Journal Article

Using decision aids to support self-isolation during the COVID-19 pandemic

November 19, 2020

Psychology & Health

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Objective

Self-isolation is a vital element of efforts to contain COVID-19. We set out to test whether decision aids can support self-isolation.

Design

We conducted a pre-registered online experiment with a nationally representative sample (n = 500). Three stages tested: (i) whether decision trees help people to decide whether they need to self-isolate; (ii) whether an online planning tool increases people’s confidence in their ability to self-isolate; and (iii) whether infographics help people to absorb advice on managing a household in which someone must self-isolate.

Main Outcome Measures

(i) Accuracy of matching symptom patterns to a response scale for the need to self-isolate; (ii) self-reported confidence in coping with self-isolation; (iii) objective tests of recall and comprehension.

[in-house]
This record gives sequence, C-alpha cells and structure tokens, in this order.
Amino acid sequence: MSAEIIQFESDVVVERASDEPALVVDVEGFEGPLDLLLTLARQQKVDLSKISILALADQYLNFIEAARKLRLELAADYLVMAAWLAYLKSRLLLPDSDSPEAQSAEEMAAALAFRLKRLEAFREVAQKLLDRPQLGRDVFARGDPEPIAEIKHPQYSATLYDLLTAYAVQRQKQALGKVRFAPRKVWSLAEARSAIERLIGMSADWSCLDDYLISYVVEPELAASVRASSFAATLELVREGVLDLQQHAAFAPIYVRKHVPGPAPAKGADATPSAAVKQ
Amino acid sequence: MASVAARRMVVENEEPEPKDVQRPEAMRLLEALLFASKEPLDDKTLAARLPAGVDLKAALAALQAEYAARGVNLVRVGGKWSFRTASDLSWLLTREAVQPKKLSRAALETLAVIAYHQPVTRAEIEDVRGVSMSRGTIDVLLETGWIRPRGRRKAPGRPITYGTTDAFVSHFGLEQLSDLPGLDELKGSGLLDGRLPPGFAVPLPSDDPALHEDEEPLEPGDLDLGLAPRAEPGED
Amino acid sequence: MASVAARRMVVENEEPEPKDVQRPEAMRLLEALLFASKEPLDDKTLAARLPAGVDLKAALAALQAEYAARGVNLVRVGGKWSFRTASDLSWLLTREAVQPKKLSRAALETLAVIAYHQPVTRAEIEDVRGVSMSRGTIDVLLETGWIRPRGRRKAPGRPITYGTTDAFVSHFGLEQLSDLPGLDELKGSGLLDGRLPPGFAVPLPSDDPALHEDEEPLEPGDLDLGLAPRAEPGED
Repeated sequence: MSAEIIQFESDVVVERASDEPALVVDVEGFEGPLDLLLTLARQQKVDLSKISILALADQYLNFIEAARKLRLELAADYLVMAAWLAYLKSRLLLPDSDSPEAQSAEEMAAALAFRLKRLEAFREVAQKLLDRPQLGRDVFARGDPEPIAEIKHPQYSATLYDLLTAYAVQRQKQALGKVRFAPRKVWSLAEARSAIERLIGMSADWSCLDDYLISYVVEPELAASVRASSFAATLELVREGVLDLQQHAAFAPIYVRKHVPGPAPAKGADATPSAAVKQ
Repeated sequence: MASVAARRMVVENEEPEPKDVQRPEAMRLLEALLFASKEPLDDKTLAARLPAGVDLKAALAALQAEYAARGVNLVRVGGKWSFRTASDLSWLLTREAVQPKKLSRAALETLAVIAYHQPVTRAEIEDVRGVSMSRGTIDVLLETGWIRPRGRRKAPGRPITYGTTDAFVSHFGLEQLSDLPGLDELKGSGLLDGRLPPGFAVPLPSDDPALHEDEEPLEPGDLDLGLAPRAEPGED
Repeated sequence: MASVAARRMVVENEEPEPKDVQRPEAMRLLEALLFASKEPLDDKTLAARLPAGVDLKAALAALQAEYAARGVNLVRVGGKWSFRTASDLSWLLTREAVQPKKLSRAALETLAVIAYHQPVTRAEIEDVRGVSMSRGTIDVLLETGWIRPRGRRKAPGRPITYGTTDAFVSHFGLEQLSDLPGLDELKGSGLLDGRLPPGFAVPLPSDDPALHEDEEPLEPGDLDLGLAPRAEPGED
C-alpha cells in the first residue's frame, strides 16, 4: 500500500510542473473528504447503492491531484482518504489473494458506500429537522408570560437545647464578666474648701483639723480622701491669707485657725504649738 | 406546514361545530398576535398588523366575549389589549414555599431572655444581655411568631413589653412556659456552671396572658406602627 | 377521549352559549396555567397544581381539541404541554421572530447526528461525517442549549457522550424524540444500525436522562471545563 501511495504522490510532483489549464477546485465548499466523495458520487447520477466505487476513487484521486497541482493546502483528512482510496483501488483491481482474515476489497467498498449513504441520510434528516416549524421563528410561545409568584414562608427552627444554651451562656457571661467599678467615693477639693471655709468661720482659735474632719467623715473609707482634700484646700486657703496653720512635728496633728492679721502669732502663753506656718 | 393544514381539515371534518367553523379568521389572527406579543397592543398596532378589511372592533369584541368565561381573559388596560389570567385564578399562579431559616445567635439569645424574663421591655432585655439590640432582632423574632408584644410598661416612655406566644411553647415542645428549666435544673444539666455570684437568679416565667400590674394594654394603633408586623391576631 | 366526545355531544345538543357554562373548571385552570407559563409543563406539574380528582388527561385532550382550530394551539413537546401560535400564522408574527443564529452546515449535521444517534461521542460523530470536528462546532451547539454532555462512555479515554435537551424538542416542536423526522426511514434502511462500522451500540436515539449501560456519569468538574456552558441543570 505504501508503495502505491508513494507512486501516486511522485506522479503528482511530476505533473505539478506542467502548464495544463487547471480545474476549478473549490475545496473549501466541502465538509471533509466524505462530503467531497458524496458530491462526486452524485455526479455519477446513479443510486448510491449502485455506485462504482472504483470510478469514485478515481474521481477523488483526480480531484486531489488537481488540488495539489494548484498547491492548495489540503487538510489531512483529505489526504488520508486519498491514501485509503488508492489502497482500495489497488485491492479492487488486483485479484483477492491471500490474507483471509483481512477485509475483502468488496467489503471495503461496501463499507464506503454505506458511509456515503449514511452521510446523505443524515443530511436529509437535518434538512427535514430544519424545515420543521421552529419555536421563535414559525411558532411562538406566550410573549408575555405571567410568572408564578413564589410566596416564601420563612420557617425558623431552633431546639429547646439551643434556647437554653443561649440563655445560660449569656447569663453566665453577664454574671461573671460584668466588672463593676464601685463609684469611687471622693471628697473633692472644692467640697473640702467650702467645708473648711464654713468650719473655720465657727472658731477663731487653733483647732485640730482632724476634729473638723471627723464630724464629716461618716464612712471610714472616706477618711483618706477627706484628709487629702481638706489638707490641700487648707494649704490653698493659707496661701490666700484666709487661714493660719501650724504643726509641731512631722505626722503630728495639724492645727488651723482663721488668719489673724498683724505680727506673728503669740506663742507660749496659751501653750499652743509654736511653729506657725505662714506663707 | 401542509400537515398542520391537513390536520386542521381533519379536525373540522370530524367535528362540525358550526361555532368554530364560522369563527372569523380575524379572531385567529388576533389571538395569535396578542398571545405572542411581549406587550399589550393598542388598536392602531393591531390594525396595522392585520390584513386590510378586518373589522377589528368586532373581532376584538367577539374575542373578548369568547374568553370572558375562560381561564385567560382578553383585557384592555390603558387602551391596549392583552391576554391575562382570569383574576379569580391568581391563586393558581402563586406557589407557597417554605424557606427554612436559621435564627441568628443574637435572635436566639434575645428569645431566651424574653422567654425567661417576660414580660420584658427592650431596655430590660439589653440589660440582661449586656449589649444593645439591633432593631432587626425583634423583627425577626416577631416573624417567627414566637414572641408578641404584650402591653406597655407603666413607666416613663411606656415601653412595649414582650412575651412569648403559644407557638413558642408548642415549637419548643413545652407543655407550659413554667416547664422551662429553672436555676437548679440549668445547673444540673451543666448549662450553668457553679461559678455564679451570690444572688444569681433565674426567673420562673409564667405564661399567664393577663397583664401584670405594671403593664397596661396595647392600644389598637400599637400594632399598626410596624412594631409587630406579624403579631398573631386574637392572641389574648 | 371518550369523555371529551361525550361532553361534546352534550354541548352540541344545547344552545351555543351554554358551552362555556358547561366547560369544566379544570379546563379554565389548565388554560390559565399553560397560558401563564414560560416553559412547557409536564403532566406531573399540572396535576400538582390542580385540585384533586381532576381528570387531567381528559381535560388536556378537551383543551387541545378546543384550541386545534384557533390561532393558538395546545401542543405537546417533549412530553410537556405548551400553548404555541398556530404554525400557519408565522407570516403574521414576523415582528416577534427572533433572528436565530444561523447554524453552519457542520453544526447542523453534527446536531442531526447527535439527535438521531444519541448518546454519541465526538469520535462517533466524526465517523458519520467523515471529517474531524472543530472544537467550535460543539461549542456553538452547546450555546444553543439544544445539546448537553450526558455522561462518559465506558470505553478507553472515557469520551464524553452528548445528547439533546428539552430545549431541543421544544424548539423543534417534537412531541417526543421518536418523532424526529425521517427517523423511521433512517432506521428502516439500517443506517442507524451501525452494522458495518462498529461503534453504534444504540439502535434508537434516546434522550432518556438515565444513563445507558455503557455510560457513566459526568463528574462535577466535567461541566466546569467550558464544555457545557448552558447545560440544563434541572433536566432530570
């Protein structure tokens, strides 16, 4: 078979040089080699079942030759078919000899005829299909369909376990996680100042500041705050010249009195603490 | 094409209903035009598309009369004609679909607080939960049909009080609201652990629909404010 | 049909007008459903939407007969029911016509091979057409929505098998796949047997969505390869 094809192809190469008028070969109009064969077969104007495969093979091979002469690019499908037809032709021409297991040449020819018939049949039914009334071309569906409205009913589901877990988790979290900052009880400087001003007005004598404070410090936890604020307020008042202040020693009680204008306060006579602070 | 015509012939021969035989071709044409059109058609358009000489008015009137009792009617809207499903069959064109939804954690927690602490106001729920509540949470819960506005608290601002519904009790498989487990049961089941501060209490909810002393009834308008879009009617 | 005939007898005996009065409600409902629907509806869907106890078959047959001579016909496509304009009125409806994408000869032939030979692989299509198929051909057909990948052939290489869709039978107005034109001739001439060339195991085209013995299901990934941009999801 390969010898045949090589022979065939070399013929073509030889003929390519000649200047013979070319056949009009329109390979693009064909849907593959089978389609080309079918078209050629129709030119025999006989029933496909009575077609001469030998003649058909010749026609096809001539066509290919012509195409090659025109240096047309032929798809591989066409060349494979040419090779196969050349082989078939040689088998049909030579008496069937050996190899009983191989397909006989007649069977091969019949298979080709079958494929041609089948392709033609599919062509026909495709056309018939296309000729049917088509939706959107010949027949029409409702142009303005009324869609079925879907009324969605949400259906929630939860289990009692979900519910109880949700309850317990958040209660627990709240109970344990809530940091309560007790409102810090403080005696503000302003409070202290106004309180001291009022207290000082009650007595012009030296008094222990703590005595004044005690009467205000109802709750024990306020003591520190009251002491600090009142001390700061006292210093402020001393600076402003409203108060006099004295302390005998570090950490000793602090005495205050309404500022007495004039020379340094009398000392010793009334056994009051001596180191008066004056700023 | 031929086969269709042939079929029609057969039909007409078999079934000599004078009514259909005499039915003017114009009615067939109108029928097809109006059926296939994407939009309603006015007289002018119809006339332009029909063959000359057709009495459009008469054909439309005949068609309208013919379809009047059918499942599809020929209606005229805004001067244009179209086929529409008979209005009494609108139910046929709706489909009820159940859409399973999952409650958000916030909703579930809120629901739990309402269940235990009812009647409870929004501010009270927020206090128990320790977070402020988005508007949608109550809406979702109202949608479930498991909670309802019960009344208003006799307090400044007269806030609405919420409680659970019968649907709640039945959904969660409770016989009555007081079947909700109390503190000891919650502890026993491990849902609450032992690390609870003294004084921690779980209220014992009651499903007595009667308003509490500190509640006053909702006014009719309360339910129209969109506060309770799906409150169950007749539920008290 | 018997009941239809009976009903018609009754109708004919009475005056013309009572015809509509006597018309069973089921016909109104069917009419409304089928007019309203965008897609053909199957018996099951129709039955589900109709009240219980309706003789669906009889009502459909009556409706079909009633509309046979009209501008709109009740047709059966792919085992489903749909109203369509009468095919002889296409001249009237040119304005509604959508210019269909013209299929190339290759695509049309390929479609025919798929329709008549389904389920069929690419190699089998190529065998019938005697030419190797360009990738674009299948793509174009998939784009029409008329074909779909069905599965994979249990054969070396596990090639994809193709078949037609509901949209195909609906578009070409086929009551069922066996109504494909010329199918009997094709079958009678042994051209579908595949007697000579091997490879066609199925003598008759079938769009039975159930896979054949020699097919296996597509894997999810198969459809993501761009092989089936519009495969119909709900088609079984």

Results

Decision trees improved decisions about when self-isolation was necessary, although participants systematically underestimated the need to self-isolate with less common COVID-19 symptoms (e.g. sore throat, fatigue). The online planning tool increased confidence about coping with self-isolation only among the adults aged under 40. Infographics improved recall and comprehension of how to manage self-isolation.

Conclusion

Decision aids can be used to support self-isolation during COVID-19. The study also demonstrates how even an emergency public health response can benefit from rapid experimental pre-testing of interventions.